Oh my, double NAT … what a pita ...



  • Hi folks,

    I moved from the city to a rural location. I have a WISP (d:10/u:1; works 50% of the time and get 50% speed at best, but unlimited data), but I also want to add LTE modem from a big cell phone provider (Tower is 5km away and generally I get 70% signal strength, plan to use antenna and might get 90%+ signal but 500GB data limit).

    So, both the WISP and the mobility provider use their devices and do NAT+firewall on them. I cannot turn routing off on both and have to live with it.
    When I was living in the city, I had fibre 150/150 (but got more like 165/165 almost consistently and 99% reliable; talk about "downgrading …").

    I have my pfsense setup with pfblockerng and do not want to run my internet without it (I also want pfsense to do all the other stuff, policy routing, firewall, dns, dhcp etc). I also had and want to continue using voip (using mobility network). Problem is double nat etc. But I am stuck using the devices provided to me, I asked if I can use something different, but that is a "no" (the WISP has another modem+antenna setup that has no NAT, but I have to pay for the install plus the devices ...)

    So, long explanation short, i want to use DigitalOcean to setup a VPN server, and connect to it from my pfsense box (forget the WISP connection for now, its to slow for VPN, will re-purpose it for something different).

    Q:
    Once a VPN connection has been established, can I treat the VPN connection as I would have my WAN connection and re-route all traffic thru VPN, do DNS, use pfblocker etc? Basically the same stuff as I am used to do in the city with the WAN interface, but now with the VPN interface.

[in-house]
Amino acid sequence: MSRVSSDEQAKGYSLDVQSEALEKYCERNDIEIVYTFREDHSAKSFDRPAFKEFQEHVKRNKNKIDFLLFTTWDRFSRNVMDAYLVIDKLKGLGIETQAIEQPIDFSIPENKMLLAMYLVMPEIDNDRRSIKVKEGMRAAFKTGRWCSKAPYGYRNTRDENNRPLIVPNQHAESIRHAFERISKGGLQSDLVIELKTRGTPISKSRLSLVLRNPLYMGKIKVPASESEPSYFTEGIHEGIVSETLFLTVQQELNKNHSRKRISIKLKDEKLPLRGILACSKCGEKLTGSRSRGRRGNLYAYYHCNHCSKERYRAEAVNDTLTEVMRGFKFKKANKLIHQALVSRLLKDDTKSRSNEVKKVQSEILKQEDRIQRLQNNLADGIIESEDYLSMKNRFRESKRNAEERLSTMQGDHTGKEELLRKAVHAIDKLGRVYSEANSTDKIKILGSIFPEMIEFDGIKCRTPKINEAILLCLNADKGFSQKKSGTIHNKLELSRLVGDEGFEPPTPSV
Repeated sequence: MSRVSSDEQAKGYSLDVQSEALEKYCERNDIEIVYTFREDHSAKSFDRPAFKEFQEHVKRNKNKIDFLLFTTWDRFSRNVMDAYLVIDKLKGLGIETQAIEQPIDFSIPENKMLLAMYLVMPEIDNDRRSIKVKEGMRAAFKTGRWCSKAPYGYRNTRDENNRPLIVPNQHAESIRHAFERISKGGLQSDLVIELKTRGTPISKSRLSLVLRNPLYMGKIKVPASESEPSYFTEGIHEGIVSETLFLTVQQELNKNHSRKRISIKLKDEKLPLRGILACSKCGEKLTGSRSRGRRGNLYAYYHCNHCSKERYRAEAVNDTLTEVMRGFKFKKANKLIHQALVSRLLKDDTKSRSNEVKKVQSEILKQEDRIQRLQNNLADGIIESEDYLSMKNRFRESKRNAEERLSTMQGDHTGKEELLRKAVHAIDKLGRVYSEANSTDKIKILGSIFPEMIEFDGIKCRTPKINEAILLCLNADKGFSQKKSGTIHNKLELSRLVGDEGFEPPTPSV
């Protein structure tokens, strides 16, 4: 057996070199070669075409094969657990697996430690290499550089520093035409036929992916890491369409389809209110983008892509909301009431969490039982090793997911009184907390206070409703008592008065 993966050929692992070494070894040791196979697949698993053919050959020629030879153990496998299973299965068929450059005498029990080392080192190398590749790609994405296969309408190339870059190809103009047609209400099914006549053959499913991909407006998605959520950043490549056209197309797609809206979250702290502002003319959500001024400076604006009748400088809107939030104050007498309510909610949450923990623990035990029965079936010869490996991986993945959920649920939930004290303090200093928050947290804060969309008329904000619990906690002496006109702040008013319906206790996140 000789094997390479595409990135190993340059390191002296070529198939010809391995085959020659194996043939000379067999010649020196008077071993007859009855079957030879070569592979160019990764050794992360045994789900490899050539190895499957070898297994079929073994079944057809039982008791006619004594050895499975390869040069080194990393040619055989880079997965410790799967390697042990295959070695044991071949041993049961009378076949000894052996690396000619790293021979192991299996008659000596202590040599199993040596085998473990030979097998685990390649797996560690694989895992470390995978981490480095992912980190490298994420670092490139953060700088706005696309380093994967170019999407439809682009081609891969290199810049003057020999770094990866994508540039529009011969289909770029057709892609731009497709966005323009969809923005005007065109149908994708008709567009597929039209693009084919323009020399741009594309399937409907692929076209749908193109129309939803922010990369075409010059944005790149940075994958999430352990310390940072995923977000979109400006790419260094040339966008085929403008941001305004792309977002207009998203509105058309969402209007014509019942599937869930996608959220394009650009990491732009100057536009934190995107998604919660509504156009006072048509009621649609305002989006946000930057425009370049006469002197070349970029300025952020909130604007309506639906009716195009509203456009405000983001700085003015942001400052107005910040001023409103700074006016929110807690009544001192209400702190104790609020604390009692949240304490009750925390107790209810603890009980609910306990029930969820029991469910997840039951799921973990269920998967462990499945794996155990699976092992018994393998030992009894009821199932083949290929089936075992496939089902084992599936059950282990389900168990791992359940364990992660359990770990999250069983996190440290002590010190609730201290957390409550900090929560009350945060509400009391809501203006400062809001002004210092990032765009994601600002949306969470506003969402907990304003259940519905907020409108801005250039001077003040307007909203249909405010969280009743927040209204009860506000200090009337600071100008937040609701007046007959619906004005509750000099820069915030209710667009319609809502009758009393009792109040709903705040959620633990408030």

You guys have any pointers, ideas, suggestions? Is it possible?

    Thanks.

    So long,

    Eddi



  • Do the WISP/Mobility providers not let you specify a DMZ IP? If you use the DMZ IP as your pfSense gateway then you can avoid double NAT. I've done this with my LTE modem.



  • Hi,

    the WISP modem does allow for DMZ, and I believe the LTE modem as well. However, I was hoping to be able to use OpenVPN, so that I have an actual public IP where I can route traffic to and receive it directly on pfsense. Or is there a way to do that with DMZ (I have never used DMZ, so not so familiar with function and setup, but have an understanding why its there and what it "can" do).

    Thanks.


  • Netgate

    "DMZ" in that case is just a 1:1 NAT that forwards all unsolicited traffic inside to a particular address. That address would be your pfSense WAN address.

    You still have double NAT, but you don't have to worry about forwarding from the ISP device to pfSense WAN. Everything is forwarded.

    So the outside address you would use would be whatever the ISP device gets from the ISP. Connections to that address would arrive on pfSense WAN.



  • @eddi1984:

    Or is there a way to do that with DMZ

    That depends on whether your endpoint device gets a public IP. T-Mobile, for instance, uses carrier grade NAT for IPV4 so your WAN IP is still a private IP. Sounds like VPN may suit your needs better. Many of them offer the option of a fixed IP.


  • Rebel Alliance Global Moderator

    T-mobile doesn't even give out IPv4 anymore.. Atleast not here in chicagoland on my cellphone.  To connect to ipv4 its being run through their nat64 to get to your ipv4 resource..

    Port forwarding on WISP has always been a problem has it not, since most of them NAT you anyway..  What does your "modem/isp" device show for its public IP?  Is it really public IPv4 or is it some rfc1918 address anyway?



  • @johnpoz:

    T-mobile doesn't even give out IPv4 anymore.. Atleast not here in chicagoland on my cellphone.

    This is true on my iPhone but my hotspot device (one of the two they currently sell) is IPv4 only.